Gym owner who’s in tier two finally frees up that middle tier time. They get another trainer on board and then rather moving up the pyramid and spending time on marketing and sales activity. They move down the pyramid because they’re confusing activity with achievement, and at least I know what to do.

At least there’s something to fill my day. I don’t know [00:11:00] how to do digital ads, and I’m nervous and I’m not a member of the Unicorn Society, so I haven’t seen the Done View courses that make it that simple. So I’ll clean the toilet, right? It’s something I can do and I know I’m getting something done. I’ll go in my email inbox and I’ll answer some membership emails.

Again, I’m not saying that’s wrong per se, or that you should ever be above doing that as the owner. I just wanna highlight because this is you and if alarm clocks are going off and ah, I’ve gotten myself off the floor. But now, ’cause I don’t have these discrete chunks where I know what I’m doing, which is training sessions, I’m not sure how to use that time.

I’m afraid of marketing sales, so I’m gonna descend down and just do busy work because that will give me something to do until I head home for the evening. Yeah, I think it, I think you highlighted the place where we see most people stumble, even in unicorn society, right? Is I think you highlighted it really well.

They get to that third tier where they’re, they finally can off board themselves from doing all the training they’ve been doing, and they get a few hours free. And then they hesitate. They hesitate to get uncomfortable and learn how to do sales. They [00:12:00] hesitate to really challenge themselves to learn how to do digital or some other kind of marketing.

They hesitate to really dive in and blossom as a leader or a manager, learn how to do that really well, or study systems or creating SOPs. And that’s the place where I think a lot of people find something like unicorn society, right? Is like they know they need the outside help and maybe even the handholding and accountability to push themselves outside their comfort zone to learn to grow their business.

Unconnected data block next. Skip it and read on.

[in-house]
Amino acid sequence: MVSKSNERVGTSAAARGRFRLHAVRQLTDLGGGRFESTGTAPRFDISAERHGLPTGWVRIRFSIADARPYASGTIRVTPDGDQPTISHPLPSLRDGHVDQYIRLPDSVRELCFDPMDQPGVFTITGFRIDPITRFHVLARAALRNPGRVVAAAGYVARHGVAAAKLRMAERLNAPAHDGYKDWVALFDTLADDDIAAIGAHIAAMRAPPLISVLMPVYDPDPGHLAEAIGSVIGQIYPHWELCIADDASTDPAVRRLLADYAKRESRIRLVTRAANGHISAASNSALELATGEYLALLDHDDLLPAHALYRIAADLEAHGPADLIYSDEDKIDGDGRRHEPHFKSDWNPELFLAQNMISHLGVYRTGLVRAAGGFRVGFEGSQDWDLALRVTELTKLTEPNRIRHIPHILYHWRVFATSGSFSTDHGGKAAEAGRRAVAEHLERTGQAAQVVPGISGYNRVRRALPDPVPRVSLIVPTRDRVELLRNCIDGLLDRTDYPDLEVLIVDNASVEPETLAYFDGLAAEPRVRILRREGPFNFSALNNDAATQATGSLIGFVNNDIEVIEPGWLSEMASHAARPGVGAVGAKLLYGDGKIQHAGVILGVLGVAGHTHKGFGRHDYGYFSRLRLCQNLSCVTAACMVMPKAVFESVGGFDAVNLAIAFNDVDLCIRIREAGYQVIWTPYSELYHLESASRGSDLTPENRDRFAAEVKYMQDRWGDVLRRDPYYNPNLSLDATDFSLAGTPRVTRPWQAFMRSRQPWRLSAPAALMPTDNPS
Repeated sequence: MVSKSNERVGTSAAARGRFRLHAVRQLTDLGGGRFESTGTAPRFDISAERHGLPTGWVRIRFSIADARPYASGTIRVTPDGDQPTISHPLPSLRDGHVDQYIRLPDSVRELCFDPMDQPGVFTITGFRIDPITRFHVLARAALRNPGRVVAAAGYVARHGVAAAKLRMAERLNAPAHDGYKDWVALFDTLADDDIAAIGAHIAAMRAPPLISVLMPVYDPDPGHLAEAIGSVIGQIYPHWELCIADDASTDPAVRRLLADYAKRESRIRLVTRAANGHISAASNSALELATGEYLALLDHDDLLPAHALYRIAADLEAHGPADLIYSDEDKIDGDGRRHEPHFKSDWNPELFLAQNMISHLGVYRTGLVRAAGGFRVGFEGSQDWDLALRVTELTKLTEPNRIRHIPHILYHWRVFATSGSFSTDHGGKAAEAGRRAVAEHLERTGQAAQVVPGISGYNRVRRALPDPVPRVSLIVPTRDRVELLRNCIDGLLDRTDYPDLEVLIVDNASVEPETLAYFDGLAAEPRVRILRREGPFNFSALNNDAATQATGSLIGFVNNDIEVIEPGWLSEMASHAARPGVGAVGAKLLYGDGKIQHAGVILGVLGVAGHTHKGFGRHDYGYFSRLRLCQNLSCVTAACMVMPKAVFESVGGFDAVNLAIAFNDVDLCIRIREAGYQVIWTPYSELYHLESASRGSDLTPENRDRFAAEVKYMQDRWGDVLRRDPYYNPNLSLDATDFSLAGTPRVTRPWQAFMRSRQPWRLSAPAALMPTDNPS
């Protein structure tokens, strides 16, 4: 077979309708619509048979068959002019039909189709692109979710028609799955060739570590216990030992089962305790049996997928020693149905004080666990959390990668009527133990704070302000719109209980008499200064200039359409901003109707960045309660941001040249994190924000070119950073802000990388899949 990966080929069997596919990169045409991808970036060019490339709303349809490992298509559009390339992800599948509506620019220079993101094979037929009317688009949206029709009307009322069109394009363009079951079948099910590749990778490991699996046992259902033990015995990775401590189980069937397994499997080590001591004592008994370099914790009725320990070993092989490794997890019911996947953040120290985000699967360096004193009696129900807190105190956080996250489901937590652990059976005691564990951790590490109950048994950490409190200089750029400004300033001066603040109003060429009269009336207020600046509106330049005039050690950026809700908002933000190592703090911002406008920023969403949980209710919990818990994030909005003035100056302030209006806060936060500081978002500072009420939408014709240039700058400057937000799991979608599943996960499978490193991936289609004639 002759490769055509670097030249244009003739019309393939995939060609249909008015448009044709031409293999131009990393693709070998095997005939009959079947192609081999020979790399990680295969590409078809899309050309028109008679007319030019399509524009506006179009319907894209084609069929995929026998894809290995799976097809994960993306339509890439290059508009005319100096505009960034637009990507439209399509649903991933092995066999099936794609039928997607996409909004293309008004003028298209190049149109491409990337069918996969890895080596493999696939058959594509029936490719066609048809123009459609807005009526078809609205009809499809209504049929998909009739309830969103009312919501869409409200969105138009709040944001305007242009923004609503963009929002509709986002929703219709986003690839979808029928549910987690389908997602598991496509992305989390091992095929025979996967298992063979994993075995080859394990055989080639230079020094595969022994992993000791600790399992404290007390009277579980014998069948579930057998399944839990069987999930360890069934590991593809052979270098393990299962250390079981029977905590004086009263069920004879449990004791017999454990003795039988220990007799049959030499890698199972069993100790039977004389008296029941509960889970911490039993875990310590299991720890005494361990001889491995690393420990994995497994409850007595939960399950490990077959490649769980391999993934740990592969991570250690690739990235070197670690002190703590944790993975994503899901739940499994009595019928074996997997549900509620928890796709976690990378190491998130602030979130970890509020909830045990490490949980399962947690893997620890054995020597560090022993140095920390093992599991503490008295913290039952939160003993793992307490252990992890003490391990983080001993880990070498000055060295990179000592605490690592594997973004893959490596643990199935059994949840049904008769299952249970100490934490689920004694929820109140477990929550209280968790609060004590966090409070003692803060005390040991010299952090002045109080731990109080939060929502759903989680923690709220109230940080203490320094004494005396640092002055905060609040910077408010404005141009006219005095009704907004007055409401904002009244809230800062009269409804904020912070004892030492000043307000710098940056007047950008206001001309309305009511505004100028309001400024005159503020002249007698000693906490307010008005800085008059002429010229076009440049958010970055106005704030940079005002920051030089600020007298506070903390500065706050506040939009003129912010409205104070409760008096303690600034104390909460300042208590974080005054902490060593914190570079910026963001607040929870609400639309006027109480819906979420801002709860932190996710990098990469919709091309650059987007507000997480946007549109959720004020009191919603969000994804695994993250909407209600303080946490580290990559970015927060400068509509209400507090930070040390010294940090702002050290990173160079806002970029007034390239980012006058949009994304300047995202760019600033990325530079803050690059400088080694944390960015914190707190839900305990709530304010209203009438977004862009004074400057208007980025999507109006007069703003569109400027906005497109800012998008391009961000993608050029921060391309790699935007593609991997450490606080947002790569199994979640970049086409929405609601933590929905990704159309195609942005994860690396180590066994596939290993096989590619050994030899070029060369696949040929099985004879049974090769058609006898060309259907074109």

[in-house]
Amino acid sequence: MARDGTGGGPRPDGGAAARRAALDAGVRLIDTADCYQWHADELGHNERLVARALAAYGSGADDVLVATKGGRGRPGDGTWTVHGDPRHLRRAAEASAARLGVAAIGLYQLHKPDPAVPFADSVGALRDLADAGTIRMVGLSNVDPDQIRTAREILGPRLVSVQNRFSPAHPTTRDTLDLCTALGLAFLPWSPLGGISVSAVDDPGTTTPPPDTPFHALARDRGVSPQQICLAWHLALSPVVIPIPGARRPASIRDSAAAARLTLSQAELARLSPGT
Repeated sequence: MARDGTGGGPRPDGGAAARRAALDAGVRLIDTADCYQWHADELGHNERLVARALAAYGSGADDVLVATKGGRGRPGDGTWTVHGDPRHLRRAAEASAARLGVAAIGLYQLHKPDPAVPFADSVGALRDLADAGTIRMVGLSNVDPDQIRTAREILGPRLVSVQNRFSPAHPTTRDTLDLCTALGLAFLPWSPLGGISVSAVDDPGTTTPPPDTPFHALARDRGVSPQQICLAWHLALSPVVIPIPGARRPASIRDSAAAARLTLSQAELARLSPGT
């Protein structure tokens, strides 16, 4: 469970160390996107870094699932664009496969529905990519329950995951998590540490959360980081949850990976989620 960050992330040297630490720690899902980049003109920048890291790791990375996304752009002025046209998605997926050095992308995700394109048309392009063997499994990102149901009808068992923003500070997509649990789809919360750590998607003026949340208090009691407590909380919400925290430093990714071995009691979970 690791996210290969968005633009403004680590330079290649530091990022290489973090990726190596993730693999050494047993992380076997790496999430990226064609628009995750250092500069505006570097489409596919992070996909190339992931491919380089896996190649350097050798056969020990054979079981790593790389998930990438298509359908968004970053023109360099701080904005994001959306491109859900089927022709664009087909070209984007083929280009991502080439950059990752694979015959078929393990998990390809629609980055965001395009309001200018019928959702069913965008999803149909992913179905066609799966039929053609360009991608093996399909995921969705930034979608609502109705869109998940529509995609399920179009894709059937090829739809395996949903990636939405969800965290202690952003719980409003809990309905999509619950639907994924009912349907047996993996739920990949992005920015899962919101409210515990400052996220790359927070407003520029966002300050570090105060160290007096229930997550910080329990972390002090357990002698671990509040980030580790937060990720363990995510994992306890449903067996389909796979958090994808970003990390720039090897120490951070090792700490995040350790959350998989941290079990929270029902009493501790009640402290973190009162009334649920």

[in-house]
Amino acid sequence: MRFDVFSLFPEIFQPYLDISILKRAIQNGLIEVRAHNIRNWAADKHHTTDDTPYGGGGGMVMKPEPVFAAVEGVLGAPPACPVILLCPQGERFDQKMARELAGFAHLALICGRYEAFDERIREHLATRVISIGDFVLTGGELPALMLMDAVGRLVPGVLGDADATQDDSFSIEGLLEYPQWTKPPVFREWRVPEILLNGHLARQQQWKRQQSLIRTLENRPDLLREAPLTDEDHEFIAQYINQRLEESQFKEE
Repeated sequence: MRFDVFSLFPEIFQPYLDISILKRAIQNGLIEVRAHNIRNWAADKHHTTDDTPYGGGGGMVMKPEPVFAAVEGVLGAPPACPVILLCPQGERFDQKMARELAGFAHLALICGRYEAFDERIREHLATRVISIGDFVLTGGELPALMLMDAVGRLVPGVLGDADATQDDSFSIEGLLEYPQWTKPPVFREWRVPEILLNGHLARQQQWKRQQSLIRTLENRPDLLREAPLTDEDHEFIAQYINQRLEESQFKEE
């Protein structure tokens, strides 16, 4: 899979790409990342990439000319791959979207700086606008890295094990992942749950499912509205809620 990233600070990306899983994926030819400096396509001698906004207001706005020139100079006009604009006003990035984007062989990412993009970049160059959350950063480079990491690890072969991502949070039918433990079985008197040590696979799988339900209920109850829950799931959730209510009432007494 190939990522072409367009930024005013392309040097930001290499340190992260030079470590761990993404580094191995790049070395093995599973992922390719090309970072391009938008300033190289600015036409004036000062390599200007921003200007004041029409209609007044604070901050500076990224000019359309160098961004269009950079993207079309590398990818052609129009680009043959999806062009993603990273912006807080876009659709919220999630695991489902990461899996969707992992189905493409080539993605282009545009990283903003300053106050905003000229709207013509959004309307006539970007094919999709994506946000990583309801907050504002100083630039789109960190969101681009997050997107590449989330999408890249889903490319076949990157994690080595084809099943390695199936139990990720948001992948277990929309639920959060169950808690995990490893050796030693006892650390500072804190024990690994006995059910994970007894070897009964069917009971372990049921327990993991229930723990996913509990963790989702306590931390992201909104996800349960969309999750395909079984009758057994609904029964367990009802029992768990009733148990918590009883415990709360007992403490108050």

And I’ll say this, that, There’s something unique about small businesses like gyms in that we have this expectation, even in this model, which I think is right, this is how it works for most people, most of the time. There’s this expectation that you as the owner have to first become the expert before you can hire someone else to do it.

That you climb this pyramid yourself first, and then when you’re ready, You hire people to help or you delegate it, or you hired, another expert to take it on after you’ve learned it yourself. And I think you’re, I think that’s right. That’s [00:13:00] how it happens most of the time for most generators we know, that model doesn’t exist in larger businesses.

So the idea that the c e o of a company would learn, know how to do any of the roles right in their business first is insane. So I also wanna make just a little room in this pyramid for those of you who get to, let’s say, That third level, you’re doing the training, you made a little space for yourself and you realize, you know what?